Third suspect in Jailam murder remanded

The Criminal Court has extended the remand detention of a third suspect in the murder of 24-year-old Jailam Ahmed Shakir, reports local media.

The 20-year-old suspect was reportedly arrested on Tuesday (March 10) whilst two other suspects, aged 19 and 24, were taken into policy custody with arrest warrants on March 3.

The Criminal Court extended the remand detention of the latter to 15 days.

Meanwhile, Sun Online has claimed a fourth suspect in the murder, 18-year-old Mohamed Humaid has fled the Maldives and is currently in Sri Lanka.

Jailam was stabbed to death on the night of February 21 in the Henveiru ward of the capital Malé.

Eyewitnesses told Minivan News that Jailam was stabbed numerous times by two men armed with machetes while he was sitting outside his house.


Three suspects in 24kg drug bust released

Three suspects arrested in a 24kg drug bust in February have been released after the Prosecutor General’s (PG) Office decided there was insufficient evidence to prosecute the three Maldivian men, reports local media.

After taking 18 men into custody, police forwarded five cases for prosecution. However, the PG’s Office have decided to prosecute only two suspects – both Maldivians – identified as Abdulla Sofwath, from Henveiru Everpeace, and Ismail Moosa, from Galolhu Trustwood.

The Criminal Court has ordered that the pair be kept in remand detention pending the outcome of their trial.

Local media has meanwhile reported that the three locals released last week included a police officer arrested in connection with the drug bust as well as the captain of a dhoni (traditional Maldivian boat) that collected the heroin from an Iranian vessel.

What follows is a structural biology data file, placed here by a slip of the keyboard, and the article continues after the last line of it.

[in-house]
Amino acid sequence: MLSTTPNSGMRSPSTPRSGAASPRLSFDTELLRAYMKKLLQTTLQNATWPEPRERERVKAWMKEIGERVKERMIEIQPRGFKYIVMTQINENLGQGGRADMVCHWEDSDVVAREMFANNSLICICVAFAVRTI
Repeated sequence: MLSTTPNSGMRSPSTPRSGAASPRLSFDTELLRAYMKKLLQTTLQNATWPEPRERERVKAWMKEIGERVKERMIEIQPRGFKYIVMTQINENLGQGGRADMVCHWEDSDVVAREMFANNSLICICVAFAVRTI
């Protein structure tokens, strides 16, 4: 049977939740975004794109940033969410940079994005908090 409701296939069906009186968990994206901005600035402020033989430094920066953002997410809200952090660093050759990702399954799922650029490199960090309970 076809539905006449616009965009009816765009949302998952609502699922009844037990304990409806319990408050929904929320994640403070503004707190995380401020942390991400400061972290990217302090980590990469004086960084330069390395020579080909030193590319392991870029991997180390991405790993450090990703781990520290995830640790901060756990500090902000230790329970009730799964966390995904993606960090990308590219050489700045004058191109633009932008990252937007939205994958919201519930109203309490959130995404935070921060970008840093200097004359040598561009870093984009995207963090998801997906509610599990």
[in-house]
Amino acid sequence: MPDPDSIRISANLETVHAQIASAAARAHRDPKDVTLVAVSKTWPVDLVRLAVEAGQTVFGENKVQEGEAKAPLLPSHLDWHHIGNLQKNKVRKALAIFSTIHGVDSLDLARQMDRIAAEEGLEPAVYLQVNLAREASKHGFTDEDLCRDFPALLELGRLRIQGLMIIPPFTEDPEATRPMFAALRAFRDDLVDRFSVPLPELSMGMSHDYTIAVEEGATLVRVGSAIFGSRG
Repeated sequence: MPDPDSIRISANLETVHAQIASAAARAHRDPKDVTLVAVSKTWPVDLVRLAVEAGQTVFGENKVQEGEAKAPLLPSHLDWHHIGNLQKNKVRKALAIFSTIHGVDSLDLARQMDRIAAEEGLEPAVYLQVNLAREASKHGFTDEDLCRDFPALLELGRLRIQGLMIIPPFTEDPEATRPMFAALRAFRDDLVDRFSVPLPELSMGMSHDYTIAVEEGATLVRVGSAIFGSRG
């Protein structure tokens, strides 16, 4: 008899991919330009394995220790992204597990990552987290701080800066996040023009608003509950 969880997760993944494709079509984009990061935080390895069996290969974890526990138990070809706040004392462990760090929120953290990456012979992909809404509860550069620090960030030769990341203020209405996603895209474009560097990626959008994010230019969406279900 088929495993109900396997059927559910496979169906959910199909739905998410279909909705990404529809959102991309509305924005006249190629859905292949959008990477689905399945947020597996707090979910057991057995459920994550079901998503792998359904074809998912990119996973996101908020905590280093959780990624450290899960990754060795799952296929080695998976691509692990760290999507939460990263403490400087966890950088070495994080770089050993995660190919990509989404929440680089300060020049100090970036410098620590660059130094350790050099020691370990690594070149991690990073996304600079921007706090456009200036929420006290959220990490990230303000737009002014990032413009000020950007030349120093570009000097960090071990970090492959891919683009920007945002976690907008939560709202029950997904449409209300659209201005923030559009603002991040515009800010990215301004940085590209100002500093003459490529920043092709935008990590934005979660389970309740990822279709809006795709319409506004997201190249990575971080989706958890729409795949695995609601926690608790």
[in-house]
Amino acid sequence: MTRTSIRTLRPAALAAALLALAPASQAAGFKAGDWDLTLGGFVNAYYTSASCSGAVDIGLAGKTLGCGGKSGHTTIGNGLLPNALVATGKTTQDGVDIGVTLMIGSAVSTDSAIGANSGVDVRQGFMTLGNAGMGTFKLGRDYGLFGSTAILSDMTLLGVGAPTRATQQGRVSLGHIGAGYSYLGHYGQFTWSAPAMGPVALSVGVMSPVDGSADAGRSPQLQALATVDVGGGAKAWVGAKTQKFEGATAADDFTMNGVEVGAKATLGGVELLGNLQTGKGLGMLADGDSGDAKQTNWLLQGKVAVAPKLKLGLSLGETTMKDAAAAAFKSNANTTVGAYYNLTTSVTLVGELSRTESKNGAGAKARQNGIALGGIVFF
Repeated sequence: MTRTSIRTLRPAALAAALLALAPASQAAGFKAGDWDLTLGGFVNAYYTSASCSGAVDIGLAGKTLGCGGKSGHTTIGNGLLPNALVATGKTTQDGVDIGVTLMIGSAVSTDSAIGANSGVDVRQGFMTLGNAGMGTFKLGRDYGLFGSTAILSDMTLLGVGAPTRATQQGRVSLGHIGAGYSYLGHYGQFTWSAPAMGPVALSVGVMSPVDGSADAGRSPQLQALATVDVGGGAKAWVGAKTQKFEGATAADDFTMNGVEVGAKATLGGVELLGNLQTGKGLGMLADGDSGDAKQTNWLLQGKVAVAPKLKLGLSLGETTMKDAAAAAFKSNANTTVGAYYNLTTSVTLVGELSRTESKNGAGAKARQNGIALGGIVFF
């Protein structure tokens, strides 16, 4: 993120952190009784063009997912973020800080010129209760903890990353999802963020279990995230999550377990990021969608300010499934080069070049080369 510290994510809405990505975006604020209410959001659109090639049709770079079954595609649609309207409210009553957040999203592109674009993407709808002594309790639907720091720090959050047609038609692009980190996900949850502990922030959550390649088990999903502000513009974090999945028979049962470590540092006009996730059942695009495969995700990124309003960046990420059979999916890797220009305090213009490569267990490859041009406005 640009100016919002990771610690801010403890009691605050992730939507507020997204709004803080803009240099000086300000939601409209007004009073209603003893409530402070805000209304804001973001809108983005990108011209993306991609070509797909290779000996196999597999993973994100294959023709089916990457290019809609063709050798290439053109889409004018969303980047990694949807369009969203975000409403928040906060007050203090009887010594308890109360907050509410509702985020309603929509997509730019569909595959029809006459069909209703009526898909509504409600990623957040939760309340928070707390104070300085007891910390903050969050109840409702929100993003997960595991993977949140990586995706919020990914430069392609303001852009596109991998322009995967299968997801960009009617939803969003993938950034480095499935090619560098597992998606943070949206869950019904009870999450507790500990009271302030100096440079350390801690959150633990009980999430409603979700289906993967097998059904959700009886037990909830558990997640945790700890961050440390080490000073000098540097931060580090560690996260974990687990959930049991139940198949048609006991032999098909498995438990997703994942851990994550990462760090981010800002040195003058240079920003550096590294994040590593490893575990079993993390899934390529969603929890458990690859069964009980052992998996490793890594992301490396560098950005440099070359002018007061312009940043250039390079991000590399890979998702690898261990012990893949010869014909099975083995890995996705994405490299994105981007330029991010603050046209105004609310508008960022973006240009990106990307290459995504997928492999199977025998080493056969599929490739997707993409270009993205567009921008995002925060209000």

Four Maldivians, three Bangladeshis, and 11 Pakistanis were taken into custody on March 10 with 24kg of heroin, which police said was “the largest amount of drugs seized in a police operation conducted in the Maldives so far.”


Police Commissioner urges all officers to be patient with inmates

Police Commissioner Hussain Waheed has called on police officers to treat inmates held in Dhoonidhoo in accordance with the law, warning that he will not hesitate to take action against those doing otherwise.

The commissioner noted that inmates in Dhoonidhoo detention centre face the curtailment of some of the basic rights – such as freedom of movement – and that police officers should maintain patience when faced with unsettled detainees.

Waheed also stated that police officers were now being trained to serve inmates in accordance with local and international human rights laws, urging officers to put this training into practice.

He added that he would not accept any police officer committing a crime, noting that sometimes officers have been involved in criminal activities which give a bad name to the whole institution.

On March 16, 2014, the Human Rights Commission of Maldives (HRCM) – in their 2013 annual report – stated that incidents of torture in detention centres were increasing in the Maldives.

Among the issues noted during the commission’s visits, and from complaints received, were detainees being held in cuffs for extended periods, detainees not being provided adequate hygiene and sleeping materials, overcrowded cells, rotten food, and the mistreatment of detainees during transfer.

The report also listed a failure to keep proper records of detainees’ medical, search, and solitary confinement details, as well as a failure to inform the HRCM of arrests.